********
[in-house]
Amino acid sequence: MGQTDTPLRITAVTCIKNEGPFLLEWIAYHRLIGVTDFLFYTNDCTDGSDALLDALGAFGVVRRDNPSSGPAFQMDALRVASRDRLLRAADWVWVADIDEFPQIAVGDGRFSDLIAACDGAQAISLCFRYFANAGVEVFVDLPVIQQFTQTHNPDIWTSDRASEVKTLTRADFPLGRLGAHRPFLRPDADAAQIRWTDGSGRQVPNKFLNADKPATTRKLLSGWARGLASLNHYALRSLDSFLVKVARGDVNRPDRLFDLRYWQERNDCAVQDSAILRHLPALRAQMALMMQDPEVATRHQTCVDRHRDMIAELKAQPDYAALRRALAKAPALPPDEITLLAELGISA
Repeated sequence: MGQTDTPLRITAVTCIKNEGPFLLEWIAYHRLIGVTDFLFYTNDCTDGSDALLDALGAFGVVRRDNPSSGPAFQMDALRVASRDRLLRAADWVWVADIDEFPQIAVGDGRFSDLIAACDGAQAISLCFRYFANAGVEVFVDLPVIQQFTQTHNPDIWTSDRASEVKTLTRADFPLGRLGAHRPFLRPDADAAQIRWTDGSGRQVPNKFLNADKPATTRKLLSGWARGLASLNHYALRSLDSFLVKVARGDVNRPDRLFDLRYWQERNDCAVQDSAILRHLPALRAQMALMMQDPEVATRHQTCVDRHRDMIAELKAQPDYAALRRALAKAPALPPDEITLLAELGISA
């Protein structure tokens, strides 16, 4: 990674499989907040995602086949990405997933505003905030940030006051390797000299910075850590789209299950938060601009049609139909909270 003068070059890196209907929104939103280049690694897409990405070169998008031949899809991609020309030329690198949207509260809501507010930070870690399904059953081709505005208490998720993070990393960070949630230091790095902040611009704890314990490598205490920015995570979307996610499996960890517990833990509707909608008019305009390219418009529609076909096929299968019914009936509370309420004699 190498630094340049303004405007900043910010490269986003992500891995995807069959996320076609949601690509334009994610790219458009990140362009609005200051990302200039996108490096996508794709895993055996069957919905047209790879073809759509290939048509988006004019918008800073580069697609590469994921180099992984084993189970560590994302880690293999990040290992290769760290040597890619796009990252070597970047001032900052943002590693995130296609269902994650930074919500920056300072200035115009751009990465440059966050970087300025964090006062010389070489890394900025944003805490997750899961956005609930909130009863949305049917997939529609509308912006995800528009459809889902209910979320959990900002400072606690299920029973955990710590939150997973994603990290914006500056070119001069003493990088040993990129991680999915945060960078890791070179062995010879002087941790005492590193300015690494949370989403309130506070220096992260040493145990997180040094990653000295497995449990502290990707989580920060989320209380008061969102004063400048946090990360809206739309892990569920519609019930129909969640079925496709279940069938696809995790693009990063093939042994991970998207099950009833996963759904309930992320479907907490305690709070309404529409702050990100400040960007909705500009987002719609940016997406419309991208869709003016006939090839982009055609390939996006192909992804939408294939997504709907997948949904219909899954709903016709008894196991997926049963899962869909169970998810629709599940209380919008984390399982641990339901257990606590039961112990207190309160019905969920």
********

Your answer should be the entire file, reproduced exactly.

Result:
[in-house]
Amino acid sequence: MGQTDTPLRITAVTCIKNEGPFLLEWIAYHRLIGVTDFLFYTNDCTDGSDALLDALGAFGVVRRDNPSSGPAFQMDALRVASRDRLLRAADWVWVADIDEFPQIAVGDGRFSDLIAACDGAQAISLCFRYFANAGVEVFVDLPVIQQFTQTHNPDIWTSDRASEVKTLTRADFPLGRLGAHRPFLRPDADAAQIRWTDGSGRQVPNKFLNADKPATTRKLLSGWARGLASLNHYALRSLDSFLVKVARGDVNRPDRLFDLRYWQERNDCAVQDSAILRHLPALRAQMALMMQDPEVATRHQTCVDRHRDMIAELKAQPDYAALRRALAKAPALPPDEITLLAELGISA
Repeated sequence: MGQTDTPLRITAVTCIKNEGPFLLEWIAYHRLIGVTDFLFYTNDCTDGSDALLDALGAFGVVRRDNPSSGPAFQMDALRVASRDRLLRAADWVWVADIDEFPQIAVGDGRFSDLIAACDGAQAISLCFRYFANAGVEVFVDLPVIQQFTQTHNPDIWTSDRASEVKTLTRADFPLGRLGAHRPFLRPDADAAQIRWTDGSGRQVPNKFLNADKPATTRKLLSGWARGLASLNHYALRSLDSFLVKVARGDVNRPDRLFDLRYWQERNDCAVQDSAILRHLPALRAQMALMMQDPEVATRHQTCVDRHRDMIAELKAQPDYAALRRALAKAPALPPDEITLLAELGISA
């Protein structure tokens, strides 16, 4: 990674499989907040995602086949990405997933505003905030940030006051390797000299910075850590789209299950938060601009049609139909909270 003068070059890196209907929104939103280049690694897409990405070169998008031949899809991609020309030329690198949207509260809501507010930070870690399904059953081709505005208490998720993070990393960070949630230091790095902040611009704890314990490598205490920015995570979307996610499996960890517990833990509707909608008019305009390219418009529609076909096929299968019914009936509370309420004699 190498630094340049303004405007900043910010490269986003992500891995995807069959996320076609949601690509334009994610790219458009990140362009609005200051990302200039996108490096996508794709895993055996069957919905047209790879073809759509290939048509988006004019918008800073580069697609590469994921180099992984084993189970560590994302880690293999990040290992290769760290040597890619796009990252070597970047001032900052943002590693995130296609269902994650930074919500920056300072200035115009751009990465440059966050970087300025964090006062010389070489890394900025944003805490997750899961956005609930909130009863949305049917997939529609509308912006995800528009459809889902209910979320959990900002400072606690299920029973955990710590939150997973994603990290914006500056070119001069003493990088040993990129991680999915945060960078890791070179062995010879002087941790005492590193300015690494949370989403309130506070220096992260040493145990997180040094990653000295497995449990502290990707989580920060989320209380008061969102004063400048946090990360809206739309892990569920519609019930129909969640079925496709279940069938696809995790693009990063093939042994991970998207099950009833996963759904309930992320479907907490305690709070309404529409702050990100400040960007909705500009987002719609940016997406419309991208869709003016006939090839982009055609390939996006192909992804939408294939997504709907997948949904219909899954709903016709008894196991997926049963899962869909169970998810629709599940209380919008984390399982641990339901257990606590039961112990207190309160019905969920």